Re: friends; it's funny. I spent my first few months here wishing I could find a kindred-spirit and now that I'm ready to leave, I realize how many great people I have had the fortune of meeting these past 6 months. I loved that everyone came from such different backgrounds - it made our discussions so interesting. For the first time ever, none of my friends were students. On Saturday my housemates threw me a farewell party. They were so sweet. They decorated our living room with a Canada flag and wrote me a card signed by everyone. The following day I bid au revoir to the Sunday supper club crew who know me all too well - as a goodbye gift they got me two dark Green & Black’s chocolate bars :) My favourite.

My farewell party in my house
House mates and friends

Above all, my semester in Brussels has helped me cement a 4-year plan. This coming year I'll study the Common Law in English at l'Université de Montréal (which I am kind of dreading to be honest. I don't fancy going back to subjects like contract law, property law, etc. but I know it's knowledge that I need.) Then in August 2013 I'll start bar school and assuming I pass, I'd like to do my articling at the International Committee for the Red Cross in Geneva. Following that, my sights are set on a two-year bilingual Masters in International Law at the Graduate Institute of Geneva. All of this is far from certain, of course, but at least I know what to aim for.

Mustache party

All in all, I really enjoyed my stint in Brussels. It's a city with a lot to offer and is very well situated. As is my tradition, I'd like to end on the top 5 things I've come to love and love less about the city.


1. How Belgian men (adolescent ones included) give each other a kiss hello/goodbye. It is so endearing!
2. How the second I gracefully step on to a zebra crosswalk the cars immediately come to a halt. It's almost as if they don't want to run me over (which comes as quite a shock to a Montrealer)
3. Being in the center of the action. Often while I'm listening to the CBC news, they dispatch to a reporter in Brussels for the latest on a decision by the EU or the European Commission.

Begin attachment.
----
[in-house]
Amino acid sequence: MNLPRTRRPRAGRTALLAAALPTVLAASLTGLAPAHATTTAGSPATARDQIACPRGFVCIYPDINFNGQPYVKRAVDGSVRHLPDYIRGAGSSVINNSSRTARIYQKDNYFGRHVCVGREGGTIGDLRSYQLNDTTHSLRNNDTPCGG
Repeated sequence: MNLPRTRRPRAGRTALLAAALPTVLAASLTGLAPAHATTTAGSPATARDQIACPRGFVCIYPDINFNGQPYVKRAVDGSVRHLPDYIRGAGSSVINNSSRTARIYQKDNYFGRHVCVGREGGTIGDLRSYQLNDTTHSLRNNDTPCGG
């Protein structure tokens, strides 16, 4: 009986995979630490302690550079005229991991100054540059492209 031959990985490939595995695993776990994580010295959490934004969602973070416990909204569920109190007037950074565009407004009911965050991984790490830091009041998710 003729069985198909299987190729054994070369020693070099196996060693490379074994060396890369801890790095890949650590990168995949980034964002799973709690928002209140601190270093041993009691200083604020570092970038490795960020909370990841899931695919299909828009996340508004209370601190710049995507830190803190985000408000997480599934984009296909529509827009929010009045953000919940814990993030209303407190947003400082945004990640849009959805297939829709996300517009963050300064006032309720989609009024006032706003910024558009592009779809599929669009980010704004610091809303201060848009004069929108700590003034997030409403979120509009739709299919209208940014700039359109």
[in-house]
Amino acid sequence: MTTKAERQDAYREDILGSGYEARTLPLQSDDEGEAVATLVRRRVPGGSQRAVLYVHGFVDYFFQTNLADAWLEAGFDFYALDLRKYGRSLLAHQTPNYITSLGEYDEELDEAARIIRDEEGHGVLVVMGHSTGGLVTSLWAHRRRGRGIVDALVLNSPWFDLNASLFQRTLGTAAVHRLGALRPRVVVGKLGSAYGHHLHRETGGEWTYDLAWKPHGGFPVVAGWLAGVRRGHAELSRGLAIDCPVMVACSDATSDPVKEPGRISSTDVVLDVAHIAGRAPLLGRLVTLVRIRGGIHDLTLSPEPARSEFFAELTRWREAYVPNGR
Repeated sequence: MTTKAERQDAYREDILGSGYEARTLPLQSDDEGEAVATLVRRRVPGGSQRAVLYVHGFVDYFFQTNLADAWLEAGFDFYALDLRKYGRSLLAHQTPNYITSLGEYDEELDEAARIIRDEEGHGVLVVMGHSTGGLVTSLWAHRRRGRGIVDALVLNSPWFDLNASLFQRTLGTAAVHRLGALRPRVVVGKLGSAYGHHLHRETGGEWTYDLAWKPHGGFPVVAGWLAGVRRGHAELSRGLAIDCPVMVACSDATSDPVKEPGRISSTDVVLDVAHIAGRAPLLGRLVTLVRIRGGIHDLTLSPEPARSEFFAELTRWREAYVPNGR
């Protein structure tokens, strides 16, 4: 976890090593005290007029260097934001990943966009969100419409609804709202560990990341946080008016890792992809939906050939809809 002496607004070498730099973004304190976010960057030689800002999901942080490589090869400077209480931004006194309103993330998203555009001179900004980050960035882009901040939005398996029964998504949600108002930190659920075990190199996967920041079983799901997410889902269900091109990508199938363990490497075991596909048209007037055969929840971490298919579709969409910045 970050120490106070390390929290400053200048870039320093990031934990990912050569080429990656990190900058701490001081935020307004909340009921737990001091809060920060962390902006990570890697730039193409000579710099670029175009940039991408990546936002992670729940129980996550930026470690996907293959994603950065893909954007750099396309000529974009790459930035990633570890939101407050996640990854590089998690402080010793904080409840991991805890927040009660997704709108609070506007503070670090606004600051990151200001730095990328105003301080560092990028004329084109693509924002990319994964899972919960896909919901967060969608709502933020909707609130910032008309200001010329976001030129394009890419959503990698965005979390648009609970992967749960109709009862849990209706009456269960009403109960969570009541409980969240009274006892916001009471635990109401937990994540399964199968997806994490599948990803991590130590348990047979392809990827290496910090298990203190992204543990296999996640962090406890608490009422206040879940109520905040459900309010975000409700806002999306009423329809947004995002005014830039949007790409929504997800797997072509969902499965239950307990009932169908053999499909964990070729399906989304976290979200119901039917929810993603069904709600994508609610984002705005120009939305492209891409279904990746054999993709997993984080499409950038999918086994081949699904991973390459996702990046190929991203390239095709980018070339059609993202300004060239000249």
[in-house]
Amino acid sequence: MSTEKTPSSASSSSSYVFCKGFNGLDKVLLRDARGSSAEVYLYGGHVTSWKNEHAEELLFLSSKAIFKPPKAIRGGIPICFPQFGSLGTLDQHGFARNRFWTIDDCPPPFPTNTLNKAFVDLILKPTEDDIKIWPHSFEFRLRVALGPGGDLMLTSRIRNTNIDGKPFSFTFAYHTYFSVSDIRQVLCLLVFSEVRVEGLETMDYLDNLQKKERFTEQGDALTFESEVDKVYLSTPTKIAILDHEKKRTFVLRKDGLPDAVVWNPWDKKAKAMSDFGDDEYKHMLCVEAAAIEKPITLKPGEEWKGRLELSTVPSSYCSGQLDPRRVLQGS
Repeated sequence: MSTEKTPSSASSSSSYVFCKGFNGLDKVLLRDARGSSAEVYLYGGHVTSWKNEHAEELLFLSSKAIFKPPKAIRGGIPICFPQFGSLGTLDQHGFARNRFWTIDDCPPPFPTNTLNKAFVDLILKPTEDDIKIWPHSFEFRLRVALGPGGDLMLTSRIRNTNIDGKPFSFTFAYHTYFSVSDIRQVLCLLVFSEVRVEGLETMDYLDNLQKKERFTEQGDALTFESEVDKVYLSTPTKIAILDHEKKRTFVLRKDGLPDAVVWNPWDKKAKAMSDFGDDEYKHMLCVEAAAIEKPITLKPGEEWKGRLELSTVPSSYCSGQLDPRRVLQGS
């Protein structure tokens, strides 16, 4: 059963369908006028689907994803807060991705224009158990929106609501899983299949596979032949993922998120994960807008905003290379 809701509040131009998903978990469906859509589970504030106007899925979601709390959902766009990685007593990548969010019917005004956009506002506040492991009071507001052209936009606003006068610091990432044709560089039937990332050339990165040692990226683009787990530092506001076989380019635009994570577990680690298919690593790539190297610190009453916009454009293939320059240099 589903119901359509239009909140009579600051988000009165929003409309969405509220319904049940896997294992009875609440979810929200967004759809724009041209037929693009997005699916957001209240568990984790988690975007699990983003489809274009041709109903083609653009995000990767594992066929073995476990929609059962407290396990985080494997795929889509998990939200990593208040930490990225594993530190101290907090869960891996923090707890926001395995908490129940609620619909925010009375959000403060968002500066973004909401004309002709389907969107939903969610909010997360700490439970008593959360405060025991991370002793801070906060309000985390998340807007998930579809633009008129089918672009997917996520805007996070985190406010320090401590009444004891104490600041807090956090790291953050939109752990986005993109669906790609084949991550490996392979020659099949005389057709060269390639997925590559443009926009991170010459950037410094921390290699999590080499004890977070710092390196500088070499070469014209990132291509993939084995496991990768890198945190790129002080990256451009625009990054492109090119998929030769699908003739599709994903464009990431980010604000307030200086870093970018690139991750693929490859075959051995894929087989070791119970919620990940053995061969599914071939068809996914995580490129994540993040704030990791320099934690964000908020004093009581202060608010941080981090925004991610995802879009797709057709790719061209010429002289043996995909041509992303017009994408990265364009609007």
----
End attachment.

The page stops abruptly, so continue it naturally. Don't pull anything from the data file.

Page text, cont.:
4. How there are statues everywhere! I count 7 on my walk to school - here's my fave

5. The bread. Most of you are aware that in Canada I have to go gluten-free. But for some reason, my tum can digest Belgian bread as long as I don't eat an entire baguette in one sitting (which is challenging when a) it is so delicious and b) you know it will be hard enough to use as a weapon the next day)

What I will not miss:
1. Cobble-stoned sidewalks. They looked quaint when I first arrived until I had to drag two suitcases across them for 30 minutes. I also never forgave them when they once snatched off the heel of one of my boots. Not cool.
2. For some reason Belgians don't believe in putting screens on windows. I could have done without all the insects that crawled their way into my room.
3. How you have to go to 5 grocery stores in order to find all the ingredients you need for a standard dinner party (I shouldn't have to go to an Asian specialty store to get Shitake mushrooms and tofu - come on people)
4. Doing my laundry at a laundromat. Enough said.
5. How you really have to watch where you step - much like in France, no one picks up after their dogs.

Until my next adventure, thanks for reading. I appreciated your comments and support throughout this experience.